This post is what my entire blog has revolved around. You must become your own coach, and not rely on your instructor to micromanage your journey for you. I’m not saying this because I doubt your instructor’s abilities but because that is the natural progression of Jiu Jitsu improvement.
When you are brand new every day your Jiu Jitsu Journey has natural direction. Simply come to class, and learn more and you will be exponentially better than the day before.
Once you have options from most positions though, the burden falls on you to take charge of your own journey. I will outline what areas to focus on as you become the director of your own journey. Is it time to take ownership of your progress?
Stage 1 In The Journey To Be Your Own Coach
In the first stage of the journey you CAN’T be your own coach. During the second stage you MUST be your own coach. The problem is, no one tells you when you’ve gone from the first to the second.
Every new white belt starts off in Stage 1, and somewhere before purple belt the switch to Stage 2 happens. So what should someone in the beginner stage focus on?
The new student knows almost nothing. Just show up to 2 – 4 classes per week and learn. Consistency of attendance is the most important component of this stage as you build a bigger base of knowledge. This is where you are building the infrastructure you’ll need later.
Remember What You Learn
Take notes to help deepen your understanding, and improve retention. The quicker you build a solid base, the faster you can advance to the next stage in your journey.
Rack Up Live Repetitions
Once you know a few things, you should start to drill them to build deeper knowledge.
Make sure that you aren’t making the giant mistake I made at white belt of focusing on improving all of my Jiu Jitsu at once, when rolling. Instead optimize small bite sized chunks of techniques.
Know Enough To Know What You Don’t Know
Once you’ve built a foundation of knowledge, you’ll start to see diminishing results. Learning another move won’t seem to make as big of a difference in the grand scheme of things.
How the moves fit together, how you develop your style, and how you approach training start to become the defining factors in improvement. You are advancing to Stage 2.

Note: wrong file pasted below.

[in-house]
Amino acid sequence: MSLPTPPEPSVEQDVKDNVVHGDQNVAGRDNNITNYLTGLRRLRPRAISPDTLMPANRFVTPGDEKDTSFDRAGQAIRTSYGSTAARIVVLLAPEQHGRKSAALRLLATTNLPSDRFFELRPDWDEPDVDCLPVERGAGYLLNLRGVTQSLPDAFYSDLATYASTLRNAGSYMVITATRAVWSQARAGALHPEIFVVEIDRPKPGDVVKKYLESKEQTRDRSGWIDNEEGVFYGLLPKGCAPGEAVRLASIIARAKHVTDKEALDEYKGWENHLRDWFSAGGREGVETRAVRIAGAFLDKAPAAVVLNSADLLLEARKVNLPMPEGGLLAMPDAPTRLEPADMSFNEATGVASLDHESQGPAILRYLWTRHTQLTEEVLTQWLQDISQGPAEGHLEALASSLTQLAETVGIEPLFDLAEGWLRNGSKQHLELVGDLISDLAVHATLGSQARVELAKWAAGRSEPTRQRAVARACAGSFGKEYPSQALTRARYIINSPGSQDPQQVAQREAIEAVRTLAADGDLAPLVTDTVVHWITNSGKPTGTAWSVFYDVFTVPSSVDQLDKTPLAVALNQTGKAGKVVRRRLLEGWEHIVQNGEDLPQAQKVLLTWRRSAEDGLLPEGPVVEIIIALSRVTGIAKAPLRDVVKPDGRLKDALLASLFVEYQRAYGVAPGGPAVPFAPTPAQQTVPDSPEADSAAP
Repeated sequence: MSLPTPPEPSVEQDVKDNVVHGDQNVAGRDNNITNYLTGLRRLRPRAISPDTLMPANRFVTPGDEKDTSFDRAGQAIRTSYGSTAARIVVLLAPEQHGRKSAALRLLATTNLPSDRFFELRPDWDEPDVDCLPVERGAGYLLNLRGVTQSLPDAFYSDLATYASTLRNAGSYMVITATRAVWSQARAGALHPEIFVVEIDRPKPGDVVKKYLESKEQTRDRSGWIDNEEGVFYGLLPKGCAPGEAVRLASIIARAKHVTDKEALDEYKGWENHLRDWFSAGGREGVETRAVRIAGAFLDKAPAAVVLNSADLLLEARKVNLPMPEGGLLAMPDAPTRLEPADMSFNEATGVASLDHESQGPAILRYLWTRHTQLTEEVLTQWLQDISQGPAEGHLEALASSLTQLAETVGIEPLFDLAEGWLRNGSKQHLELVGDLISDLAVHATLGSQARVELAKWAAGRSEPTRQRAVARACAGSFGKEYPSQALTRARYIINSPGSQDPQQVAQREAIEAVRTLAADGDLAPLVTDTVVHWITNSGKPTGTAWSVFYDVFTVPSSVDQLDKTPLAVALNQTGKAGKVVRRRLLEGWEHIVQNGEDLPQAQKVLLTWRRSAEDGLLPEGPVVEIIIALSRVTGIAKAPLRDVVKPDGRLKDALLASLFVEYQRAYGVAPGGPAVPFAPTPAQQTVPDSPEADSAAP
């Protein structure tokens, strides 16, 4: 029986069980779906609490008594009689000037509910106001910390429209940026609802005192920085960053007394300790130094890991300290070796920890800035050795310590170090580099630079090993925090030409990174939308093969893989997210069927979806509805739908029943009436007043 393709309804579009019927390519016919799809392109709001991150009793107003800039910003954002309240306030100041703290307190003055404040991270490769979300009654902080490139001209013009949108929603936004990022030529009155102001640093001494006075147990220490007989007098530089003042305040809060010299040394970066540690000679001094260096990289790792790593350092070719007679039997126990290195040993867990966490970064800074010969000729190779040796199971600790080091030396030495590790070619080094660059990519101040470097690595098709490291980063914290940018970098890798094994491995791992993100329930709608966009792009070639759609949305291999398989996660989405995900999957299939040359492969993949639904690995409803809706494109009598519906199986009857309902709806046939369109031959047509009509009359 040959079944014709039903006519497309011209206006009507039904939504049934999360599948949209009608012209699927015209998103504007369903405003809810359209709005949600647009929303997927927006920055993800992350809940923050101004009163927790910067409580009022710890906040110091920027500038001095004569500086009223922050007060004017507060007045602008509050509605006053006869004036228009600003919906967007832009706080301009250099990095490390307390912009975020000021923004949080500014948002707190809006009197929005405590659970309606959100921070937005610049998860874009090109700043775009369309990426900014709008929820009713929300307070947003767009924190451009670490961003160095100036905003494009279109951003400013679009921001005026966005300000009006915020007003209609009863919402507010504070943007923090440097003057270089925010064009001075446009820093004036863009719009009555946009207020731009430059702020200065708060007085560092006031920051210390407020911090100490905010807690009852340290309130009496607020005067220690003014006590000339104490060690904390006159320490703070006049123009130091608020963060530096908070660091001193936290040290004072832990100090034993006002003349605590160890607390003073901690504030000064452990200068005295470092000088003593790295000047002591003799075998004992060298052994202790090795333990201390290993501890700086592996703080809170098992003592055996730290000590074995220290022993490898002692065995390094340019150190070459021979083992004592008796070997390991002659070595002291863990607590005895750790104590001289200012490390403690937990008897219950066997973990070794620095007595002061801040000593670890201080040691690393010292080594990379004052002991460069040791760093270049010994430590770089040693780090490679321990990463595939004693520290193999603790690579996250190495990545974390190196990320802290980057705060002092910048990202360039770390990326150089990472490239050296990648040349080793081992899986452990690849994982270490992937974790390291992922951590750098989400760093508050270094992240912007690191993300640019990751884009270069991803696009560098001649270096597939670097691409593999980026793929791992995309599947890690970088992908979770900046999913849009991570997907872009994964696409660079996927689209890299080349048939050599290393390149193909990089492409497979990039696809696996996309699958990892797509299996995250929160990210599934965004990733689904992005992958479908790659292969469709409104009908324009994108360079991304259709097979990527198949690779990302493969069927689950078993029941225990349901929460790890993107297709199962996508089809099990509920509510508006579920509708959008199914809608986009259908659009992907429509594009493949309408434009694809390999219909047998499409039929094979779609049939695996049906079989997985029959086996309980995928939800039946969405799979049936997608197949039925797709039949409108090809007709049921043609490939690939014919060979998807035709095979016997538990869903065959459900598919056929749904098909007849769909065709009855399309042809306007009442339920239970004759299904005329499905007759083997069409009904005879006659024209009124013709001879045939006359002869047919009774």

I see most students plateau at the end of Stage 1 because they don’t recognize that it is time to make the shift and direct their own future.
Stage 2 In The Journey To Be My Own Coach
Once I know a few moves and have a basic understanding of BJJ it is time to start taking control of my own Individual BJJ Journey
I have to determine what my goals are and how to meet them. My coach has too many students to micromanage everyone’s journeys. It is imperative I follow the concepts of extreme ownership and be responsible for my own growth.
I use my coach as a resource to help grow. If I am only waiting on him to guide me, I’m not maximizing one of the most important tools in Jiu Jitsu – TIME.
The entire blog bjjSelfHelp.com is founded on the concept of directing your own journey.”
When and how am I going to train?
Figure out the optimum time management to balance my life and training goals. While on the mat, am I just trying to let off steam or preparing for PAN’s?
Don’t expect your instructor to hold your hand through this process, especially if you don’t communicate your plans. If you let him know your goals, he will be a great resource to help give you advice on how to achieve those goals though!
How often to compete?
Am I looking to compete once per belt? 8 times per year? Look ahead and plan what I want to accomplish.
Where do I stand right now and where do I want to be?
In my journey am I primarily a Hobbyist, a Competitor or a Hybrid of the two. Is teaching and helping others on their path the most important? Depending where I fit on this scale and where I want to be I will have to make different choices.
Developing my own style
Piece together the movements that work best for me and my personality. Express myself on the mats in my own individual way.
What am I working on? (SWOT Analysis)
- Strengths- What’s working well for me? What techniques or styles are dominant for me? Focus on executing my strengths.
- Weakness – What to avoid? What positions are liabilities? How much can I do to minimize my exposure to weaknesses?
- Opportunities – Where do strengths offer overpowered results? Are there certain body types or areas of my game that are especially beneficial to me? Do I find myself able to stretch out shorter, stockier opponents to find leverage?
- Threats – Where am I vulnerable? What are the natural counters to my style? Do I find shorter, stockier opponents able to stay tight and bypass my defenses?
How am I feeling about my training?
How am I doing? Am I feeling motivated and on a roll? Am I starting to feel frustrated or am I in danger of quitting BJJ altogether? I must share these concerns with my own coach to make sure he can give me the resources I need.
All of this planning and taking charge of your journey comes with a certain amount of stress and responsibility. Keep in mind why you are training. Remember to make sure you are having fun in your BJJ training.
I’ll leave you with a poem.
Be the master of your fate, the captain of your soul… Good luck!
by William Ernest Henley
Out of the night that covers me,Black as the pit from pole to pole,I thank whatever gods may beFor my unconquerable soul.In the fell clutch of circumstanceI have not winced nor cried aloud.Under the bludgeonings of chanceMy head is bloody, but unbowed.Beyond this place of wrath and tearsLooms but the Horror of the shade,And yet the menace of the yearsFinds and shall find me unafraid.It matters not how strait the gate,How charged with punishments the scroll,I am the master of my fate,I am the captain of my soul. “